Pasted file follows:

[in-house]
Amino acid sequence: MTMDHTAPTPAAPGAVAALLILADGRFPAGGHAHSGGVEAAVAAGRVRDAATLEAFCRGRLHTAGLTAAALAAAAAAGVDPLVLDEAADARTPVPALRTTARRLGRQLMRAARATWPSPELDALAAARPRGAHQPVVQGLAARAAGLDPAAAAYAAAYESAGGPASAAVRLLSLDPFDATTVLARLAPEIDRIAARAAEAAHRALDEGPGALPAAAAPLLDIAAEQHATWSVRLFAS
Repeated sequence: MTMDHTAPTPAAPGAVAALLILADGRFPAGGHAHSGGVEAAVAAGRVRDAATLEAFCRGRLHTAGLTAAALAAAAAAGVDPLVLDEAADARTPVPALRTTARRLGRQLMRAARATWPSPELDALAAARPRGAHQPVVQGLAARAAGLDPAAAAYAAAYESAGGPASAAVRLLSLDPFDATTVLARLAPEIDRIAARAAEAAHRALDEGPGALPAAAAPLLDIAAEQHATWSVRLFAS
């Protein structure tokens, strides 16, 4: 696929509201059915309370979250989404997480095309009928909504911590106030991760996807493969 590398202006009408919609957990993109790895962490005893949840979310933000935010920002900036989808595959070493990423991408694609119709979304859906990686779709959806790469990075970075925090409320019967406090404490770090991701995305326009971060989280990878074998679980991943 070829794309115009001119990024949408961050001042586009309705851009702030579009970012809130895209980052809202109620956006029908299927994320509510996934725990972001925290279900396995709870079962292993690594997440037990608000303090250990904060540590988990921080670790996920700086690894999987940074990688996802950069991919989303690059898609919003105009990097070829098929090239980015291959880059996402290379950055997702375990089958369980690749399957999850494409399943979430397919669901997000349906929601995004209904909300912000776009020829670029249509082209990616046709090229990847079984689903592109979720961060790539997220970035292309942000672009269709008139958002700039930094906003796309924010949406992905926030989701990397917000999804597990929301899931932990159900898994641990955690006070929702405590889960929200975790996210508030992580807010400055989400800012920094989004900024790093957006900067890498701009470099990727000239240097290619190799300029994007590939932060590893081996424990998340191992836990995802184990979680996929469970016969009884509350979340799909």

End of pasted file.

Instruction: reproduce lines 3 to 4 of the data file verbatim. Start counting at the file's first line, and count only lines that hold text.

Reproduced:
Repeated sequence: MTMDHTAPTPAAPGAVAALLILADGRFPAGGHAHSGGVEAAVAAGRVRDAATLEAFCRGRLHTAGLTAAALAAAAAAGVDPLVLDEAADARTPVPALRTTARRLGRQLMRAARATWPSPELDALAAARPRGAHQPVVQGLAARAAGLDPAAAAYAAAYESAGGPASAAVRLLSLDPFDATTVLARLAPEIDRIAARAAEAAHRALDEGPGALPAAAAPLLDIAAEQHATWSVRLFAS
């Protein structure tokens, strides 16, 4: 696929509201059915309370979250989404997480095309009928909504911590106030991760996807493969 590398202006009408919609957990993109790895962490005893949840979310933000935010920002900036989808595959070493990423991408694609119709979304859906990686779709959806790469990075970075925090409320019967406090404490770090991701995305326009971060989280990878074998679980991943 070829794309115009001119990024949408961050001042586009309705851009702030579009970012809130895209980052809202109620956006029908299927994320509510996934725990972001925290279900396995709870079962292993690594997440037990608000303090250990904060540590988990921080670790996920700086690894999987940074990688996802950069991919989303690059898609919003105009990097070829098929090239980015291959880059996402290379950055997702375990089958369980690749399957999850494409399943979430397919669901997000349906929601995004209904909300912000776009020829670029249509082209990616046709090229990847079984689903592109979720961060790539997220970035292309942000672009269709008139958002700039930094906003796309924010949406992905926030989701990397917000999804597990929301899931932990159900898994641990955690006070929702405590889960929200975790996210508030992580807010400055989400800012920094989004900024790093957006900067890498701009470099990727000239240097290619190799300029994007590939932060590893081996424990998340191992836990995802184990979680996929469970016969009884509350979340799909």